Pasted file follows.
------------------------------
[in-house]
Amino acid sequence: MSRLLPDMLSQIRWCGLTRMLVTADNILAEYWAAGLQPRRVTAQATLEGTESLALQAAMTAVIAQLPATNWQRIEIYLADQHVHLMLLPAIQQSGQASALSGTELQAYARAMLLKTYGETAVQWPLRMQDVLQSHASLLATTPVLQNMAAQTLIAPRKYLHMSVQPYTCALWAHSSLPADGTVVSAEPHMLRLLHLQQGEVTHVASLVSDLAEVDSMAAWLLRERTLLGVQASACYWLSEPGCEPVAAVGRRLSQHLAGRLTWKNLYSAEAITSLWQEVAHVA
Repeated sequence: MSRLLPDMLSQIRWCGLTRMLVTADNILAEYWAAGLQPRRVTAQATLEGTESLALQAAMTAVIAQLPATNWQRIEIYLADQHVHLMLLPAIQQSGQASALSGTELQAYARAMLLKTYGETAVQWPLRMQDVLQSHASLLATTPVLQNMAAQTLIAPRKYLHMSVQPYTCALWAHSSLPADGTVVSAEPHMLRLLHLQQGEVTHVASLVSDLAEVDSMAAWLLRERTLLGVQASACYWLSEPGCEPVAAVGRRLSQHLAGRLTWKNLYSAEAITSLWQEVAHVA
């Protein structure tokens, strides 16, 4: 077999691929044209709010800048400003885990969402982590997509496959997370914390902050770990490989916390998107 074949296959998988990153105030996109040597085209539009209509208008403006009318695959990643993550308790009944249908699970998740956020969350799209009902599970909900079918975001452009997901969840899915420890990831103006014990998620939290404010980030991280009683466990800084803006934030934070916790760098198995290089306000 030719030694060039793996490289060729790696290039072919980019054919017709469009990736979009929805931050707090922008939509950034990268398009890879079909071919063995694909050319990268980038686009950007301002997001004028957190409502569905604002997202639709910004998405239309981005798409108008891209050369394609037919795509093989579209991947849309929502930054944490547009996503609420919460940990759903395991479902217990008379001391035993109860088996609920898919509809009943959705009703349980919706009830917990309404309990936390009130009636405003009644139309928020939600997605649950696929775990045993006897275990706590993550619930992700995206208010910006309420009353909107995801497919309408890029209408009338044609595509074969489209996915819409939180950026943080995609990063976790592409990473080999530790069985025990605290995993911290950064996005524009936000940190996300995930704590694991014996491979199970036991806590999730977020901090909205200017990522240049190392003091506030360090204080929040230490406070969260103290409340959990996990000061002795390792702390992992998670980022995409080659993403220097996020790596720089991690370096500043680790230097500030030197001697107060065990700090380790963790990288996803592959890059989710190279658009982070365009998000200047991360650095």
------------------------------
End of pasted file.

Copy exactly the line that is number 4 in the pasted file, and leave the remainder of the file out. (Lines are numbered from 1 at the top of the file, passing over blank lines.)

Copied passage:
């Protein structure tokens, strides 16, 4: 077999691929044209709010800048400003885990969402982590997509496959997370914390902050770990490989916390998107 074949296959998988990153105030996109040597085209539009209509208008403006009318695959990643993550308790009944249908699970998740956020969350799209009902599970909900079918975001452009997901969840899915420890990831103006014990998620939290404010980030991280009683466990800084803006934030934070916790760098198995290089306000 030719030694060039793996490289060729790696290039072919980019054919017709469009990736979009929805931050707090922008939509950034990268398009890879079909071919063995694909050319990268980038686009950007301002997001004028957190409502569905604002997202639709910004998405239309981005798409108008891209050369394609037919795509093989579209991947849309929502930054944490547009996503609420919460940990759903395991479902217990008379001391035993109860088996609920898919509809009943959705009703349980919706009830917990309404309990936390009130009636405003009644139309928020939600997605649950696929775990045993006897275990706590993550619930992700995206208010910006309420009353909107995801497919309408890029209408009338044609595509074969489209996915819409939180950026943080995609990063976790592409990473080999530790069985025990605290995993911290950064996005524009936000940190996300995930704590694991014996491979199970036991806590999730977020901090909205200017990522240049190392003091506030360090204080929040230490406070969260103290409340959990996990000061002795390792702390992992998670980022995409080659993403220097996020790596720089991690370096500043680790230097500030030197001697107060065990700090380790963790990288996803592959890059989710190279658009982070365009998000200047991360650095």